Back Then



59 warren st, new york, NY 1007

Neighborhood: World Trade Center

Some South Jersey friends and I have a Christmas evening tradition of ditching our families and meeting for drinks in a dive near Atlantic City. There was a time when most of us lived in New York, but we’ve since scattered, some further afield and others, like my friend Paul, back to NJ.

This year talk turned inevitably to September 11, and the festive mood temporarily, and appropriately, flatlined; that conversation can’t be anything but sad. But afterward I realized I’d forgotten to share a sweet, silly WTC memory that had suddenly resurfaced after the attacks.

It was 1991 and Paul and I had both just moved to the city. He’d landed a cheap share in Jackson Heights with two friends of a friend, one of whom suffered from water retention in her head and became, monthly, stark raving nutters. I was in a little rabbit hutch of a room on MacDougal and King. We both had crap first jobs that paid not more than $20,000 a year, jobs that only deluded young optimists could hold down without opening a vein. I was at an artsy nonprofit; Paul hefted boxes at Key Food.

On a late summer evening, our belongings freshly unpacked and our paychecks cashed, Paul and I went for a stroll through my new ’hood. Most of Soho was completely beyond our means, but we had yet to develop big-city blinders. We window shopped among the art galleries, inhaled whiffs of French bistros, skirted herds of thick-necked bridge-and-tunnel boyz. To us the city was a newly ripped open gift, thrilling in a way that it is only once in a lifetime, when you’ve just crossed the border into adulthood and your independence makes you fall in love with yourself and everything around you.

We wandered down Soho, through the transition from Tribeca to Wall Street, and stopped for $3.00 Rolling Rocks at the Raccoon Lodge. “They’re $2.00 in New Jersey,” I reminded Paul. We had arrived. We watched the pool players and talked about the things that weighed on the minds of our 22-year-old selves in 1991—our lousy jobs, my comatose relationship with the boy I’d lost my virginity to not terribly long ago, the sudden encroachment of grunge on our unsuspecting 12-string world. Paul had just discovered Kierkegaard. I’d just discovered Camel lights.

The Raccoon Lodge was a smallish beerlight dive amid the skyscrapers of the Financial District. When we exited, we almost immediately lost our bearings in a valley of glass and steel. But we had the Twin Towers as our guideposts, close enough for us to make out the the city lights reflected in their windows. We had to crane our necks to see their peaks rising from the lower end of the island, steady southern beacons to guide wayward souls who’d spent their allowances on cheap beer and couldn’t afford to hail a cab.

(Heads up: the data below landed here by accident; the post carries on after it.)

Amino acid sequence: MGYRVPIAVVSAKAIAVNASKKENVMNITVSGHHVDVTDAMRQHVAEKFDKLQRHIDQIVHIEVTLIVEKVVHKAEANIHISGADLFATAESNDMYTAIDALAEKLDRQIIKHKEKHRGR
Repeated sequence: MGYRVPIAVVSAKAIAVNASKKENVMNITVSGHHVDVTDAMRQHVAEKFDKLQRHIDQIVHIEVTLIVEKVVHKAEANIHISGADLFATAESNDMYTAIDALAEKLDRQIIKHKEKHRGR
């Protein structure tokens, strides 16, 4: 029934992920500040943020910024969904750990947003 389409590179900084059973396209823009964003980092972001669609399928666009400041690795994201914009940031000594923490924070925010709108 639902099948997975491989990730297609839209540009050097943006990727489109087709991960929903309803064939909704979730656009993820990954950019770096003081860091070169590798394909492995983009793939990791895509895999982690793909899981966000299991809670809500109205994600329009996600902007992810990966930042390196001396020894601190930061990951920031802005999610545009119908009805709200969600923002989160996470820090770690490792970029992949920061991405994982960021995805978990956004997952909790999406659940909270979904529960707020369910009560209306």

So, keeping the towers behind us, we walked. We walked through more blocks of tall clean buildings where money was made. The familiarity of covered ground never quite crept up on us, and the streets became quieter and emptier. Yet still the towers were at our backs. We walked on, knowing full well now that we weren’t bound toward Soho. By this time we were simply curious, and tipsy, and it was a Friday night in New York, one of our first ever, and we had nowhere to be and no one to answer to the next day.

A trimly manicured park appeared ahead of us, and beyond it the hush of the Hudson River. We walked up to the park’s periphery and read the sign there: Battery Park. We turned around and there they still were, our twin beacons. Only they weren’t on the very tip of the island, where we now stood. We only then realized, foolishly, that the towers served as southerly lodestars only to a point, which we’d passed so that they then lay to our north. From that perspective, they’d directed us to the city’s real southern edge. Who knew?

I meant to tell Paul at Christmas, but forgot, that it’s so sweet to me now that we could have been young enough, and the city new enough, for its geography to be so fluid. In one night two solid pillars slipped northward with little fuss. Shortly after that I would discover the intersection of West 4th and West 10th Streets, after which I felt nothing in this world could shock me.

One lucky advantage of coming from New Jersey (besides the mob connections) is that moving to New York is so often a group effort. Most of my friends and I became New Yorkers together. We all simultaneously fell passionately in love with the city, then passionately in love-hate. At Life Cafe (the bar from Rent, except not really) we swapped stories of fascist token clerks, sublime street performances, celebrity sightings and career crises. Mayors changed, neighborhoods gentrified, and apartments that seemed a wee bit steep when we moved into them evolved into fabulous deals.

And then, when we’d been here a decade and were oh so jaded, and some of us had moved away, and I’d decided to relocate to San Francisco, the Twin Towers were mortally attacked, and we remembered again that New York is all that. I love this recently recovered memory of them, where they stand as my own personal symbols of when the city was new, adulthood was new, and my friends and I were just about to start our lives. That’s the feeling, after all, that lures generation after generation of hopelessly disoriented, and even more hopelessly optimistic, 22-year-olds to New York. And that’s the feeling that makes me miss the towers like loved ones.

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